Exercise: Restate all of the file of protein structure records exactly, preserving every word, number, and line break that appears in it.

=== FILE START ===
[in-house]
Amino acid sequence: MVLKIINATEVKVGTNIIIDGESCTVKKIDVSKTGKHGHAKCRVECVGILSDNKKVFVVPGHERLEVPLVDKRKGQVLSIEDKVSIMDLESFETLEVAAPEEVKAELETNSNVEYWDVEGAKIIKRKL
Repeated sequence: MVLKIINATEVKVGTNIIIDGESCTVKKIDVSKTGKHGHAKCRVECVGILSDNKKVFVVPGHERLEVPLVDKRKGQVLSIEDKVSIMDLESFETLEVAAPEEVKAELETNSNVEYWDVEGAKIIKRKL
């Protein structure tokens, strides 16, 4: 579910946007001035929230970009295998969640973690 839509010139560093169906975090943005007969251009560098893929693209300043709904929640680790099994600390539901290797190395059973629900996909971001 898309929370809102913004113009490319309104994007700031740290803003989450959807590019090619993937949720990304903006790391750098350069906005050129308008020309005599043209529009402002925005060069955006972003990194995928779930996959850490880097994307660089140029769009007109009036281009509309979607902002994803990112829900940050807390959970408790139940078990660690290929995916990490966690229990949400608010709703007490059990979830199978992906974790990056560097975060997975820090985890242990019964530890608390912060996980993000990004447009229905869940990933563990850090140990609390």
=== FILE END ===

[in-house]
Amino acid sequence: MVLKIINATEVKVGTNIIIDGESCTVKKIDVSKTGKHGHAKCRVECVGILSDNKKVFVVPGHERLEVPLVDKRKGQVLSIEDKVSIMDLESFETLEVAAPEEVKAELETNSNVEYWDVEGAKIIKRKL
Repeated sequence: MVLKIINATEVKVGTNIIIDGESCTVKKIDVSKTGKHGHAKCRVECVGILSDNKKVFVVPGHERLEVPLVDKRKGQVLSIEDKVSIMDLESFETLEVAAPEEVKAELETNSNVEYWDVEGAKIIKRKL
């Protein structure tokens, strides 16, 4: 579910946007001035929230970009295998969640973690 839509010139560093169906975090943005007969251009560098893929693209300043709904929640680790099994600390539901290797190395059973629900996909971001 898309929370809102913004113009490319309104994007700031740290803003989450959807590019090619993937949720990304903006790391750098350069906005050129308008020309005599043209529009402002925005060069955006972003990194995928779930996959850490880097994307660089140029769009007109009036281009509309979607902002994803990112829900940050807390959970408790139940078990660690290929995916990490966690229990949400608010709703007490059990979830199978992906974790990056560097975060997975820090985890242990019964530890608390912060996980993000990004447009229905869940990933563990850090140990609390």